UEFI Secure Boot support

The necessary features to make this simple were done after the Buster Freeze by some months.

This article has the best info on enabling it in Libvirt:


Until then I’ll take a crack at it and see how ready support is now.

Here is also Tails’ research on the topic:

Preliminary build support for KVM in debootstrap can be bolted on until it is developed upstream.

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Status update:

  • Manually figured out the path to ovmf firmware and pointed libvirt to it and modified other settings to allow EFI boot.

       <type arch='x86_64' machine='pc-q35-3.0'>hvm</type>
       <loader readonly='yes' secure='yes' type='pflash'>/usr/share/OVMF/OVMF_CODE.fd</loader>
       <nvram template='/usr/share/qemu/OVMF.fd'>/var/lib/libvirt/qemu/nvram/guest_VARS.fd</nvram>
       <boot dev='hd'/>
       <smm state='on'/>
       <controller type='pci' index='0' model='pcie-root'/>

    change piix3 bus to 0x02

  • Installed the latest packages required on Buster:

    SecureBoot/Testing - Debian Wiki

    apt install shim-signed grub-efi-amd64-signed linux-image-4.19.0-4-amd64


I can now boot into the EFI menu however the secure boot option is grayed out. Turns out there is a key enrollment step which is very difficult to do and most instructions out there are either outdated or irrelevant for Debian. Even harder is the question of how to accomplish this in an automated way because Whonix usability will go to shit if this is the amount of effort needed to boot the system.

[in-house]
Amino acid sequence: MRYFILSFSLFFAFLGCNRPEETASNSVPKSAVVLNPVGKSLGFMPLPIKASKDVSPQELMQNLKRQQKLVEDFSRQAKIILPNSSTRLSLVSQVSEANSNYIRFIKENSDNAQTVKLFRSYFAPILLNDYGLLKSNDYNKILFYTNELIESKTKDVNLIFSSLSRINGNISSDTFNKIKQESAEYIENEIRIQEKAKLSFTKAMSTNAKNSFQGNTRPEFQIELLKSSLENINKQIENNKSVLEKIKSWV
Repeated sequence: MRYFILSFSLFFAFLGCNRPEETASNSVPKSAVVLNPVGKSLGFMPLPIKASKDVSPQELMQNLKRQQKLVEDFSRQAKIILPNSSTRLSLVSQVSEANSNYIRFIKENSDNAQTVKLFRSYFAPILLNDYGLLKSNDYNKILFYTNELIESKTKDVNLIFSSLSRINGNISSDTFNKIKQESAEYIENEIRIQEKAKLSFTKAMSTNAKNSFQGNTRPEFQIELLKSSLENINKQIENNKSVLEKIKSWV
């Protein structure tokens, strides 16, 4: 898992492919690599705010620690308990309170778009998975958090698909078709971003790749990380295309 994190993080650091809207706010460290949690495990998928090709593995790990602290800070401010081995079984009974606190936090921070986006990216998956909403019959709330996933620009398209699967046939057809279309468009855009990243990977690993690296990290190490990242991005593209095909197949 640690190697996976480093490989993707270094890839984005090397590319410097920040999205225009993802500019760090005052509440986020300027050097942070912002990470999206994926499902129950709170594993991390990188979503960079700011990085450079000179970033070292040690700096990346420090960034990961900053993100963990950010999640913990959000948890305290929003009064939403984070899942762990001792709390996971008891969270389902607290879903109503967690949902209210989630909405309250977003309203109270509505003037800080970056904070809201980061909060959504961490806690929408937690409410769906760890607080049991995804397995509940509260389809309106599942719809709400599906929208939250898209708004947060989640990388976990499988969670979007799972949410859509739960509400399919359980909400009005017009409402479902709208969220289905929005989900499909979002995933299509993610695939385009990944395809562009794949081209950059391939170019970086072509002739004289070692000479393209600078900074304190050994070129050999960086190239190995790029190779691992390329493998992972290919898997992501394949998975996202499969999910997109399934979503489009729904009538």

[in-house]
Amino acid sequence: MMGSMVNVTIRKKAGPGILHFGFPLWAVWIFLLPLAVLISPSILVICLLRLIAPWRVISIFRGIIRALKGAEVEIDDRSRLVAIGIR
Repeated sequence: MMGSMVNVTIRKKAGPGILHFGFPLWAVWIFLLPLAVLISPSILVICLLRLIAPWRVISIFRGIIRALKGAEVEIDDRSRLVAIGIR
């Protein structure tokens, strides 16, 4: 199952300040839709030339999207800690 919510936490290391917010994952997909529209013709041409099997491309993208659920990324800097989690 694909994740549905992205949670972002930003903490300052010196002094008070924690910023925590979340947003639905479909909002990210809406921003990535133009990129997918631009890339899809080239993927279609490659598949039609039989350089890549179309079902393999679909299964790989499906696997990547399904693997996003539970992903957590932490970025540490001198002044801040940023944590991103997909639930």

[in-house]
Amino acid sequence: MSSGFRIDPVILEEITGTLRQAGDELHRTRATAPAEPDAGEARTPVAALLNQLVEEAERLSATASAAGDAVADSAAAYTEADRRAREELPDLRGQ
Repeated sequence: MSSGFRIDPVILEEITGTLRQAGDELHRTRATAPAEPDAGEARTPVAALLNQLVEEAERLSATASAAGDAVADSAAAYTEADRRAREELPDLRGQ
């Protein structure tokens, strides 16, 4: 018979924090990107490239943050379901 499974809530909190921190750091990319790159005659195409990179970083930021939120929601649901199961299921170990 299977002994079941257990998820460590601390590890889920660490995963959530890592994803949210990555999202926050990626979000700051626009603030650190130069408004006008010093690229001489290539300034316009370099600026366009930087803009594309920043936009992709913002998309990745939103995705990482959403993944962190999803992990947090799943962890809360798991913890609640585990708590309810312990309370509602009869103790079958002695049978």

Also turns out that enabling secure boot prevents VMs from supporting snapshots which makes it very impractical for everyday use.

Error creating snapshot: Operation not supported: internal snapshots of a VM with pflash based firmware are not supported

Other notes:

What is the security value of this feature if it relies on a shim signed with a key from MS that has been previously leaked?

While secure boot will prevent an attacker from loading their own modules, Sophisticated attackers are usually going to exploit holes in the signed code or arrange current running code in memory to execute their instructions. The only work on this is being researched by grsec under their KERNSEAL stuff which isn;t even available as of yet.

A rootkit attack that modifies kernel data structures without
injecting new code is called a “data-only rootkit attack.” Under
a data-only attack the attacker has full access to read and write
all kernel memory, but is unable to add new code or modify
existing code that will be executed with the kernel’s privilege

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Under QEMU with OVMF Secure Boot


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Nice but looks like it supports Fedora paths of ovmf binaries also if we were to do this no snapshots are possible so lets stick to the iso verified grub boot.

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